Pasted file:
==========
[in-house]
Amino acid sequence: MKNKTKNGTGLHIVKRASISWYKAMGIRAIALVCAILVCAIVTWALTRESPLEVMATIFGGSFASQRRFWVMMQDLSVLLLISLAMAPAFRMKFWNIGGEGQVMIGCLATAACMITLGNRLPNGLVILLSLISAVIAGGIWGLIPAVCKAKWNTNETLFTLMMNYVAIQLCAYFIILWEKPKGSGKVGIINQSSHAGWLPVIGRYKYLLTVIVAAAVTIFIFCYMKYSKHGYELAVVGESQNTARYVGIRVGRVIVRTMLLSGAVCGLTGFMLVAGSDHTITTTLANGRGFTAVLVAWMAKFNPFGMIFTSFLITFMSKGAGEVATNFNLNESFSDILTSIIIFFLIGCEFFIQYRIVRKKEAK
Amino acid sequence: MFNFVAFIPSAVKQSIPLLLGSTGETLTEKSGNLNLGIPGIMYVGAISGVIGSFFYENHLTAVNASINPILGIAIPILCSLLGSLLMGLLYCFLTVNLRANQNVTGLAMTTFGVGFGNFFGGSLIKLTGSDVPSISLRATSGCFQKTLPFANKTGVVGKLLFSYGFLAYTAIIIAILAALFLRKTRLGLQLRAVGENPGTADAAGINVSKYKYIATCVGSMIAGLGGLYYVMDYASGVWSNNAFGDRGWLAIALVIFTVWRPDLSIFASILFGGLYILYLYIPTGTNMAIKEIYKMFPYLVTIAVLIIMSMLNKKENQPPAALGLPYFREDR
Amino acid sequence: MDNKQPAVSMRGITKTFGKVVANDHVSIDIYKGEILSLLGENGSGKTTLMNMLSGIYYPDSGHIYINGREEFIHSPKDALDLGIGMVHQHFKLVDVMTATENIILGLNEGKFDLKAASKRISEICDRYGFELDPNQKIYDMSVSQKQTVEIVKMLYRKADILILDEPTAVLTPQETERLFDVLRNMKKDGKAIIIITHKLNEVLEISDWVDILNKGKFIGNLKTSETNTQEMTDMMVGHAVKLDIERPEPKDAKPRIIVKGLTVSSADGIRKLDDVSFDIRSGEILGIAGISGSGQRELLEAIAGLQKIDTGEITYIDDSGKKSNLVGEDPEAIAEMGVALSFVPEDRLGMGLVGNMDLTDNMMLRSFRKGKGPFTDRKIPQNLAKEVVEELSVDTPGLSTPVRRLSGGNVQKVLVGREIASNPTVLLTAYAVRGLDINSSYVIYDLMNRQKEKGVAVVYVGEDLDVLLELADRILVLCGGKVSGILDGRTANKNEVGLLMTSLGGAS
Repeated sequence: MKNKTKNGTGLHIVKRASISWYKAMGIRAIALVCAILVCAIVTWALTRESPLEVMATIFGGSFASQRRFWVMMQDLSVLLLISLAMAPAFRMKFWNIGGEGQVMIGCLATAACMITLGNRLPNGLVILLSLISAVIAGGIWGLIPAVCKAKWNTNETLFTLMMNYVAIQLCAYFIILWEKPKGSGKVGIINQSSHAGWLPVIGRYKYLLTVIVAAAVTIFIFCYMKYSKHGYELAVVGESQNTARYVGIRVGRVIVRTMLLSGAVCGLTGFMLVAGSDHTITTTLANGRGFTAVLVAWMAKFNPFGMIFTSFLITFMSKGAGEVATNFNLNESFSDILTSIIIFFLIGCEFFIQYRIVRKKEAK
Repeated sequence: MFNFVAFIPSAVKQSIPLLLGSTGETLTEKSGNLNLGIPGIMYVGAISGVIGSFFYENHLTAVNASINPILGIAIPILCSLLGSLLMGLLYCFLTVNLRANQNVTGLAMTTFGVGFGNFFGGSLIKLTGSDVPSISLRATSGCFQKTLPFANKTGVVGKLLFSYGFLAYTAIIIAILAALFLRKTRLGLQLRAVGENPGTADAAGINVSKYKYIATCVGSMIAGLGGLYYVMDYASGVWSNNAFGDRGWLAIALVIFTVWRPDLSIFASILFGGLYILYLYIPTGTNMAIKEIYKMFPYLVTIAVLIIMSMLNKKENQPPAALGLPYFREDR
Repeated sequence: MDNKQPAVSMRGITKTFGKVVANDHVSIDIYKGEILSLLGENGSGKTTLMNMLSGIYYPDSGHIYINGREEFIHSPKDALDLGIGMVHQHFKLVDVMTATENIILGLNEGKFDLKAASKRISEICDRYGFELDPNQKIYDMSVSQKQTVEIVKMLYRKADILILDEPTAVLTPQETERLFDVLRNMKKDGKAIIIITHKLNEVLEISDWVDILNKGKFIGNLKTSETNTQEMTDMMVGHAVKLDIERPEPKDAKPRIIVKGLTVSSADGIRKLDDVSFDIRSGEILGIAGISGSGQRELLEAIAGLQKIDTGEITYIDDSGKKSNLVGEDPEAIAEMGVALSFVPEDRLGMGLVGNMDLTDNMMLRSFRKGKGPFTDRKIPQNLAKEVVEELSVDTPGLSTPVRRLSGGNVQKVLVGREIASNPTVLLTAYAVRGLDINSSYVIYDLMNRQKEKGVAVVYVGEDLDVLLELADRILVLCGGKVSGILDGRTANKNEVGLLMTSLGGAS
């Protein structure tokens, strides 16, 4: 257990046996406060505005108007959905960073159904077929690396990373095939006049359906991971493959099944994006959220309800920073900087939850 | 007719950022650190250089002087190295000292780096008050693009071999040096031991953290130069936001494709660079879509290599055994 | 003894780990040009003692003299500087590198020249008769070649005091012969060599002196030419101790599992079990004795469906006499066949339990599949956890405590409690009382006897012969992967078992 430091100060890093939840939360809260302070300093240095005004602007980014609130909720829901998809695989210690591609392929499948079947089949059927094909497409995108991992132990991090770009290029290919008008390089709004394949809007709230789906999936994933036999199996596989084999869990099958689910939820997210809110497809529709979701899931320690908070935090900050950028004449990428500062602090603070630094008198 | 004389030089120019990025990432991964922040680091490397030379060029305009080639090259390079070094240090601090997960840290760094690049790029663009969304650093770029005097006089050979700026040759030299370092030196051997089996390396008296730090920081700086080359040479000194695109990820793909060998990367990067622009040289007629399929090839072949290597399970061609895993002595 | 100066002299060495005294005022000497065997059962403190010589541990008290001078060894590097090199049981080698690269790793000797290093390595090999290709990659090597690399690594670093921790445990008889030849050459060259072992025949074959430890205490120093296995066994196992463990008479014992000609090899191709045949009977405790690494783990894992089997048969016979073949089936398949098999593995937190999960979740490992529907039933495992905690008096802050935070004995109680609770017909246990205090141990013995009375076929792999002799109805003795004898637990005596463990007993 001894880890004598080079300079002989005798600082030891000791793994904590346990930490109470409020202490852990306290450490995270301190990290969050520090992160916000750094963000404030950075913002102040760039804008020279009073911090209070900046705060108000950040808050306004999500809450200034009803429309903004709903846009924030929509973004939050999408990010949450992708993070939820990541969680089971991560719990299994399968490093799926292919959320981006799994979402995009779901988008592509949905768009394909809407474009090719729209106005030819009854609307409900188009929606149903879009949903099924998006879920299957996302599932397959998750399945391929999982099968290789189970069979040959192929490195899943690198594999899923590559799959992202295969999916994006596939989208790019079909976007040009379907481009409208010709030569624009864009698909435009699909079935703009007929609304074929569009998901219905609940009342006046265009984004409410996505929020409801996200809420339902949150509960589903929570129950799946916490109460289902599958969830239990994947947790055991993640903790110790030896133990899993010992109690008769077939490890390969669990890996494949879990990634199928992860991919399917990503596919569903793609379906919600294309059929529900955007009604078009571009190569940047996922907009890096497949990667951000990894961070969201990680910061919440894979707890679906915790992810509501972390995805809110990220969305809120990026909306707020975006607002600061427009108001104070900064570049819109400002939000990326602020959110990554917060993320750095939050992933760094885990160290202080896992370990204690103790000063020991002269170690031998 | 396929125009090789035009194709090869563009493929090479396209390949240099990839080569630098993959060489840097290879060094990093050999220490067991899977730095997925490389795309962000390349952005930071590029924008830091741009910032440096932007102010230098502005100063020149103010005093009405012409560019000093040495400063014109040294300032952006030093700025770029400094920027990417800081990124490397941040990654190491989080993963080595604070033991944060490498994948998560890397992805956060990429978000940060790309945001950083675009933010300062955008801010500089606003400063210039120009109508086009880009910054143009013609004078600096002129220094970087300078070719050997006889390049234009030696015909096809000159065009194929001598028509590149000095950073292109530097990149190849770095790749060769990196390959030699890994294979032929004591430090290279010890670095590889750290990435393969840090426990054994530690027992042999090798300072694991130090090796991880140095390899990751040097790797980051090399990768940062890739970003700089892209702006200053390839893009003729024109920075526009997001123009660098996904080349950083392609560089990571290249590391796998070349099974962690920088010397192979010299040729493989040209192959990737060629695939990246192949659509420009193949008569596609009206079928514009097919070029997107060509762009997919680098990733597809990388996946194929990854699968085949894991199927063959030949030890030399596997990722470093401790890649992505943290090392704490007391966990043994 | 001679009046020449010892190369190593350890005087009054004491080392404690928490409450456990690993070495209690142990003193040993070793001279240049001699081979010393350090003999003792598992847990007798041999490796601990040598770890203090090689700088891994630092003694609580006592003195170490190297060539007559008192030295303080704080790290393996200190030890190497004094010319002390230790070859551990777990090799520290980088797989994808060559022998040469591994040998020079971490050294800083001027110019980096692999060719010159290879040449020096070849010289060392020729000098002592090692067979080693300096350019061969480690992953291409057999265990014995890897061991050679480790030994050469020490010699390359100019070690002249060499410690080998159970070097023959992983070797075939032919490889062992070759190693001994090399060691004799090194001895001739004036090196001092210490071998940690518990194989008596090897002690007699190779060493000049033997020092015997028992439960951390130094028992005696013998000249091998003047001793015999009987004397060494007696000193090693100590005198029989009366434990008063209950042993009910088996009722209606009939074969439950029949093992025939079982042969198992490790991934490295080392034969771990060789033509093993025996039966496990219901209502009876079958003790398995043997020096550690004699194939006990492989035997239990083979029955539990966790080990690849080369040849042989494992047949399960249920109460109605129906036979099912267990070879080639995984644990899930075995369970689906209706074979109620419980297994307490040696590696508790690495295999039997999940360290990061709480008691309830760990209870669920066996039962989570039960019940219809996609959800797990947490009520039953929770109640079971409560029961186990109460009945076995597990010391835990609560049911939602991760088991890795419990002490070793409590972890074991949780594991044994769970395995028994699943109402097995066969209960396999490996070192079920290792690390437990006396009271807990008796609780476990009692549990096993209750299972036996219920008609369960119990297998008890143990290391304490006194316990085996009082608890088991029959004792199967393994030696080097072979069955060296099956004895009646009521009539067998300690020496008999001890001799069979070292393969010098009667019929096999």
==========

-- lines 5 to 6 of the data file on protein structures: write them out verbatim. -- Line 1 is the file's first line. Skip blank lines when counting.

Repeated sequence: MKNKTKNGTGLHIVKRASISWYKAMGIRAIALVCAILVCAIVTWALTRESPLEVMATIFGGSFASQRRFWVMMQDLSVLLLISLAMAPAFRMKFWNIGGEGQVMIGCLATAACMITLGNRLPNGLVILLSLISAVIAGGIWGLIPAVCKAKWNTNETLFTLMMNYVAIQLCAYFIILWEKPKGSGKVGIINQSSHAGWLPVIGRYKYLLTVIVAAAVTIFIFCYMKYSKHGYELAVVGESQNTARYVGIRVGRVIVRTMLLSGAVCGLTGFMLVAGSDHTITTTLANGRGFTAVLVAWMAKFNPFGMIFTSFLITFMSKGAGEVATNFNLNESFSDILTSIIIFFLIGCEFFIQYRIVRKKEAK
Repeated sequence: MFNFVAFIPSAVKQSIPLLLGSTGETLTEKSGNLNLGIPGIMYVGAISGVIGSFFYENHLTAVNASINPILGIAIPILCSLLGSLLMGLLYCFLTVNLRANQNVTGLAMTTFGVGFGNFFGGSLIKLTGSDVPSISLRATSGCFQKTLPFANKTGVVGKLLFSYGFLAYTAIIIAILAALFLRKTRLGLQLRAVGENPGTADAAGINVSKYKYIATCVGSMIAGLGGLYYVMDYASGVWSNNAFGDRGWLAIALVIFTVWRPDLSIFASILFGGLYILYLYIPTGTNMAIKEIYKMFPYLVTIAVLIIMSMLNKKENQPPAALGLPYFREDR